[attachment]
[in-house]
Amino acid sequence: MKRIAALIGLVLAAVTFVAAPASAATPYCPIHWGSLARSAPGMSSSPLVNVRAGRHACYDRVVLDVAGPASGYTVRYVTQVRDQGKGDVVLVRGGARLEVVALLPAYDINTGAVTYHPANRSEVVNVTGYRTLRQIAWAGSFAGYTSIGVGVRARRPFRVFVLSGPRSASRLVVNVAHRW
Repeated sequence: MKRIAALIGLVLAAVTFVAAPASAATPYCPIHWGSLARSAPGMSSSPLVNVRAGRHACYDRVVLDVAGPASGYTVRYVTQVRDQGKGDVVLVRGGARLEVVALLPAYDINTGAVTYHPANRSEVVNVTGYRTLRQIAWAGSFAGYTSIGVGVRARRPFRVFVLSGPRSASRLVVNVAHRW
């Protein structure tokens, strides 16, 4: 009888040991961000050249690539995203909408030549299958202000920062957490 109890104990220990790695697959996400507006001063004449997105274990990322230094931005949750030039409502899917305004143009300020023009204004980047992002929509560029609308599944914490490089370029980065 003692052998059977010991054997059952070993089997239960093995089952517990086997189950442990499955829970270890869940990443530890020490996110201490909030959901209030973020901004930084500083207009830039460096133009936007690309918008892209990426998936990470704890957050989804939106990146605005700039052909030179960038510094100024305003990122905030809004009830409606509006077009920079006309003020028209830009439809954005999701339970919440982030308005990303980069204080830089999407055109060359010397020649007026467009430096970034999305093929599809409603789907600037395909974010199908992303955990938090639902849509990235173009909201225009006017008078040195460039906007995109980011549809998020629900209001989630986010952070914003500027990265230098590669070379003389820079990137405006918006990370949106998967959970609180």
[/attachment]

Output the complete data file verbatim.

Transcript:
[in-house]
Amino acid sequence: MKRIAALIGLVLAAVTFVAAPASAATPYCPIHWGSLARSAPGMSSSPLVNVRAGRHACYDRVVLDVAGPASGYTVRYVTQVRDQGKGDVVLVRGGARLEVVALLPAYDINTGAVTYHPANRSEVVNVTGYRTLRQIAWAGSFAGYTSIGVGVRARRPFRVFVLSGPRSASRLVVNVAHRW
Repeated sequence: MKRIAALIGLVLAAVTFVAAPASAATPYCPIHWGSLARSAPGMSSSPLVNVRAGRHACYDRVVLDVAGPASGYTVRYVTQVRDQGKGDVVLVRGGARLEVVALLPAYDINTGAVTYHPANRSEVVNVTGYRTLRQIAWAGSFAGYTSIGVGVRARRPFRVFVLSGPRSASRLVVNVAHRW
């Protein structure tokens, strides 16, 4: 009888040991961000050249690539995203909408030549299958202000920062957490 109890104990220990790695697959996400507006001063004449997105274990990322230094931005949750030039409502899917305004143009300020023009204004980047992002929509560029609308599944914490490089370029980065 003692052998059977010991054997059952070993089997239960093995089952517990086997189950442990499955829970270890869940990443530890020490996110201490909030959901209030973020901004930084500083207009830039460096133009936007690309918008892209990426998936990470704890957050989804939106990146605005700039052909030179960038510094100024305003990122905030809004009830409606509006077009920079006309003020028209830009439809954005999701339970919440982030308005990303980069204080830089999407055109060359010397020649007026467009430096970034999305093929599809409603789907600037395909974010199908992303955990938090639902849509990235173009909201225009006017008078040195460039906007995109980011549809998020629900209001989630986010952070914003500027990265230098590669070379003389820079990137405006918006990370949106998967959970609180």